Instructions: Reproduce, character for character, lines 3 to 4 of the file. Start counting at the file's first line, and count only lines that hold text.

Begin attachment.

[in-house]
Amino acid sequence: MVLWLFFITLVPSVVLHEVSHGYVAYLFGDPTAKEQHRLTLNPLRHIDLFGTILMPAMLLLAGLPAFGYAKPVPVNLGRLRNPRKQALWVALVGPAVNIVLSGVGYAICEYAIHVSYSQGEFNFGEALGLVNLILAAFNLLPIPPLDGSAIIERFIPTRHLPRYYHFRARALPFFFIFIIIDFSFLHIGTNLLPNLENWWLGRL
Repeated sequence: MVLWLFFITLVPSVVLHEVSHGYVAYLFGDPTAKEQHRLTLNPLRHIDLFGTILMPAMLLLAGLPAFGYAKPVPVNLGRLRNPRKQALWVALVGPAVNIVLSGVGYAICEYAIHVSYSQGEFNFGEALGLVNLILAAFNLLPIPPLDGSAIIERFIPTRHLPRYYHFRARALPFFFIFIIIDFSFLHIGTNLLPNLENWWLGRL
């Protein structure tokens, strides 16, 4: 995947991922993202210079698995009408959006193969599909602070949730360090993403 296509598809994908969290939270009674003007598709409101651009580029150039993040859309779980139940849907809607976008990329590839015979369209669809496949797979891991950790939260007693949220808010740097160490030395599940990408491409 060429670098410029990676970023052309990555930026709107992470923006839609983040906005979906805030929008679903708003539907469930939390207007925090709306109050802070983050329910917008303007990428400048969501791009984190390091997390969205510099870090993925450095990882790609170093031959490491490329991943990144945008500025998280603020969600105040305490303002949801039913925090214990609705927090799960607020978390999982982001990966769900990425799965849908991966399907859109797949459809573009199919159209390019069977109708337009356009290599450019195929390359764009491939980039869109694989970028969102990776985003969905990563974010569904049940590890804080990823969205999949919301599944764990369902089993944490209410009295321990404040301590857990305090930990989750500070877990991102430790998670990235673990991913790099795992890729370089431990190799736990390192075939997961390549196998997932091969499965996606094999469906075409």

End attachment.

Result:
Repeated sequence: MVLWLFFITLVPSVVLHEVSHGYVAYLFGDPTAKEQHRLTLNPLRHIDLFGTILMPAMLLLAGLPAFGYAKPVPVNLGRLRNPRKQALWVALVGPAVNIVLSGVGYAICEYAIHVSYSQGEFNFGEALGLVNLILAAFNLLPIPPLDGSAIIERFIPTRHLPRYYHFRARALPFFFIFIIIDFSFLHIGTNLLPNLENWWLGRL
């Protein structure tokens, strides 16, 4: 995947991922993202210079698995009408959006193969599909602070949730360090993403 296509598809994908969290939270009674003007598709409101651009580029150039993040859309779980139940849907809607976008990329590839015979369209669809496949797979891991950790939260007693949220808010740097160490030395599940990408491409 060429670098410029990676970023052309990555930026709107992470923006839609983040906005979906805030929008679903708003539907469930939390207007925090709306109050802070983050329910917008303007990428400048969501791009984190390091997390969205510099870090993925450095990882790609170093031959490491490329991943990144945008500025998280603020969600105040305490303002949801039913925090214990609705927090799960607020978390999982982001990966769900990425799965849908991966399907859109797949459809573009199919159209390019069977109708337009356009290599450019195929390359764009491939980039869109694989970028969102990776985003969905990563974010569904049940590890804080990823969205999949919301599944764990369902089993944490209410009295321990404040301590857990305090930990989750500070877990991102430790998670990235673990991913790099795992890729370089431990190799736990390192075939997961390549196998997932091969499965996606094999469906075409």